Famous Cases: Nine Trials that Changed the Law

Capa
Waterside Press, 2002 - 136 páginas

Every lawyer knows of Woolmington v. Director of Public Prosecutions, the ruling which established the 'Golden thread of English law' whereby the burden of proof lies with the prosecutor in a criminal trial. But who was Woolmington and how many people know that he escaped the death penalty at the eleventh hour, or that he was in fact twice tried for murder? 'Lords give man back his life' as the Western Gazette put it. In the civil law, how and why did a Mrs. Donoghue come to be drinking a bottle of ginger beer containing the remnants of a snail, an event which would determine that 'the categories of negligence are never closed'? And how did the tranquil market town of Wednesbury become shorthand for 'unreasonableness'?

In Famous Cases: Nine Trials that Changed the Law the authors have painstakingly assembled the less well-known background to a selection of leading cases. From Mareva (synonymous with a type of injunction) to Lord Denning's classic ruling in the High Trees House case (the turning point for equitable estoppel) to that of the former Chilean head of state General Pinochet (in which the House of Lords heard the facts a second time) the authors offer a refreshing perspective to whet the appetite of newcomers, students and seasoned practitioners alike.

The book has an authoritative introduction describing 'The Origins of the Common Law' and is enhanced by key extracts from the law reports reproduced courtesy of the Incorporated Council of Law Reporting for England and Wales and the Butterworths Division of Reed Elsevier (UK) Ltd -- making it not just an absorbing read but an important work of reference for every legal library and collection.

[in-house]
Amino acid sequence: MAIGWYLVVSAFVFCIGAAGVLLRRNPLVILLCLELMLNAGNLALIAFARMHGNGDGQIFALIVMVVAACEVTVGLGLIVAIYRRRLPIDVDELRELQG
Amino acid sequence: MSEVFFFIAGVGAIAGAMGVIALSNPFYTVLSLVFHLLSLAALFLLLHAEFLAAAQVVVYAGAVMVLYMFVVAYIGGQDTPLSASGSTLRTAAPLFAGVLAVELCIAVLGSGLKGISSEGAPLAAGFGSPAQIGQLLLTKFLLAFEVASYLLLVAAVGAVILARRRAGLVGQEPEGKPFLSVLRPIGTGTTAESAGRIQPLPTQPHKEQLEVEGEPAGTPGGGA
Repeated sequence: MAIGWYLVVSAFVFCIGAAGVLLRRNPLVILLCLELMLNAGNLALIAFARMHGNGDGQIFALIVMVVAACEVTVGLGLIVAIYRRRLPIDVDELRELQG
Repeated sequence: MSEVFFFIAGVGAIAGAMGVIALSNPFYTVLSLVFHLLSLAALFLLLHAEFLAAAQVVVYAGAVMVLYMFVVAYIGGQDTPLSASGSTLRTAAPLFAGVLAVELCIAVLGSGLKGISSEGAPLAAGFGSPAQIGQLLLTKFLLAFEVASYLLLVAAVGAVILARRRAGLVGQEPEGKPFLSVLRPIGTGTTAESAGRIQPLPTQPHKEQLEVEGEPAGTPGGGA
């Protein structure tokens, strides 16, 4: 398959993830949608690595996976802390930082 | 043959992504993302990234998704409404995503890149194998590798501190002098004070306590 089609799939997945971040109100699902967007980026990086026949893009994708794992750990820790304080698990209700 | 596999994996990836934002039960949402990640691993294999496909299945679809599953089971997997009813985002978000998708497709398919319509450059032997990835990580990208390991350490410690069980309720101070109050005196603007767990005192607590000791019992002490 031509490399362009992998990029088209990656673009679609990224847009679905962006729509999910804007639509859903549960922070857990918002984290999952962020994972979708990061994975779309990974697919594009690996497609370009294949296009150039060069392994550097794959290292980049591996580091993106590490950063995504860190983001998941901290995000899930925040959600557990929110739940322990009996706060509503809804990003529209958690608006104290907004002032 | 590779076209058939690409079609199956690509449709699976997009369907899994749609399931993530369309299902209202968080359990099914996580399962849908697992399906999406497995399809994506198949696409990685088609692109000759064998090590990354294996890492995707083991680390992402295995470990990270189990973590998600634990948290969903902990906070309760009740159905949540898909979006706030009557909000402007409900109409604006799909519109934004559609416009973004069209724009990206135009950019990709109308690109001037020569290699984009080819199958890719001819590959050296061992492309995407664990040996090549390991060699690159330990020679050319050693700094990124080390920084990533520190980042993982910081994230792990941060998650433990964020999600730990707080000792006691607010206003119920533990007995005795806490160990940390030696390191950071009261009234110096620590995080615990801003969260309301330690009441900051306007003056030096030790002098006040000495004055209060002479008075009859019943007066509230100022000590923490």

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Sobre o autor (2002)

Brian P Block has a doctorate in pharmacology and has spent decades testing the safety of new medicines. He holds degrees in pharmacy (London), criminal justice (Brunel) and Chinese (Westminster), and is a former Fulbright scholar and a post-doctoral research fellow at Yale University. He is a magistrate and a regular contributor to the national weekly journal Justice of the Peace. His earlier writings include Hanging in the Balance: The Abolition of Capital Punishment in Britain with John Hostettler.

John Hostettler was a practising solicitor in London for thirty-five years as well as undertaking political and civil liberties cases in Nigeria, Germany and Aden. His earlier books include several biographical and historical works, and his books for Waterside Press include: Thomas Erksine and Trial by Jury (2010); The Criminal Jury Old and New; Fighting for Justice - The History and Origins of Adversary Trial; A History of Criminal Justice in England and Wales (2009); and Hanging in the Balance - A History of the Abolition of Capital Punishment in Britain (with Dr Brian P. Block).

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